Another benefit for renters is that it can be removed easily without causing any permanent changes to the leased dwelling.
5. Pet Doors for Walls
If you prefer a no-door option, then consider a wall entry pet door. Petsafe’s Wall Entry pet door, for example, is designed to be installed in almost any wall. It offers a double-flap system for enhanced energy efficiency and comes in several sizes.
6. Pet Doors for Extreme Weather
If you live in an area prone to heatwaves or blizzards, you might want to consider a door specifically designed to withstand extreme weather. The PetSafe Extreme Weather Pet Door has not one, not two, but three flaps to keep the heat or cold weather outside while giving your pet the freedom to come and go.
Pet Door Training Tips
The key to successfully training your dog or cat to go in and out of the chosen pet door starts with “P” for patience—your patience. Pets are adept at reading and reacting to our emotional states, so make the pet door training fun for both of you. Plenty of healthy treats as enticements certainly will help.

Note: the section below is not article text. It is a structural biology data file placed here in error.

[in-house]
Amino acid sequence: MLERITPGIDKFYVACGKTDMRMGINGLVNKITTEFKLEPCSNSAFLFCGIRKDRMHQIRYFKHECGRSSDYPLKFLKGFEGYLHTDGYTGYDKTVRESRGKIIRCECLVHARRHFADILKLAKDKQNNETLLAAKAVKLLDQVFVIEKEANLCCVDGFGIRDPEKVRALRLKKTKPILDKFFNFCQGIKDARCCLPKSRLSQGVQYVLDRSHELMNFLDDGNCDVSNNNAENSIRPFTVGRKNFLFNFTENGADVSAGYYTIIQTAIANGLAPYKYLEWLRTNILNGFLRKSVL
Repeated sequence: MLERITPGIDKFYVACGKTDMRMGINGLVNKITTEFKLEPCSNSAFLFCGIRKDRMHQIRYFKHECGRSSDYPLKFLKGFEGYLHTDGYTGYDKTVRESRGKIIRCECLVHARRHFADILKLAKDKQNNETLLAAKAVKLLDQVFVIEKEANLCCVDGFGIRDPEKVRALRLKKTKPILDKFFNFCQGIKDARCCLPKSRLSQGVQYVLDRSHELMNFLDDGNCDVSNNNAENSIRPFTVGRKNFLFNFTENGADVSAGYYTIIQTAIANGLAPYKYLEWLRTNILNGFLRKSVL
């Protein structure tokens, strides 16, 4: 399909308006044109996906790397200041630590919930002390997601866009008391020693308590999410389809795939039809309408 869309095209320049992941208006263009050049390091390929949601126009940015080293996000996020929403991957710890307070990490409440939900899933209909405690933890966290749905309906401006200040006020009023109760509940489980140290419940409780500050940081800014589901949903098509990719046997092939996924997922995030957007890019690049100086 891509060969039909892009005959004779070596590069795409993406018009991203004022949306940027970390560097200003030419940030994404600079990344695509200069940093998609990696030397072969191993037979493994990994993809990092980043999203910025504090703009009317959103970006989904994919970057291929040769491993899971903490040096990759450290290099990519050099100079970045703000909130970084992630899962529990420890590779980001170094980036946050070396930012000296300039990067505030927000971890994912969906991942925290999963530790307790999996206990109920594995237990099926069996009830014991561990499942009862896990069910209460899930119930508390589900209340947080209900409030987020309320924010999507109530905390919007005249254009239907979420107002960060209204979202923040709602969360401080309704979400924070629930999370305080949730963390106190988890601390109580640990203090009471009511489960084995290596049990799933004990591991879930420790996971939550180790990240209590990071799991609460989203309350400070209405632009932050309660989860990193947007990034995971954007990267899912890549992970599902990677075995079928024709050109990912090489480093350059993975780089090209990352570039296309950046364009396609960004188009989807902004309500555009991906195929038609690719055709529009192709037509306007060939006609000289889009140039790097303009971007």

Here are some other tips from Nick Frank, product manager for PetSafe Pet Doors:
- Lift or tape the door flap open to help your pet become familiar with the pet door opening.
- Encourage, but never force, your pet to come through the pet door to avoid causing your dog or cat to become frightened.
- Use treats to motivate your pet to use the door. First, feed your pet a treat or two near the pet door from inside your home. Once she is comfortable approaching the pet door, team up with a family member or friend. You stay inside next to the pet door while your friend positions himself outside by the pet door. Take turns having your pet go through the raised flap to garner the awaiting treat.
- Gently lower the flap on the pet as he exits and enters to get him accustomed to the feel on his back. Be encouraging and heap on praise and treats for each successful enter-exit.
- Once your pet gets the idea of going through the pet door, lower the flap and encourage him to push through the flag on his own.
“Most pets will learn to use the pet door with a few short training sessions,” Frank says. “The most important rule is to be patient with your pet and let him work out for himself that he can go through the pet door. He will be letting himself in and out in no time.”
By: Arden Moore
Featured Image: Via iStock.com/w-ings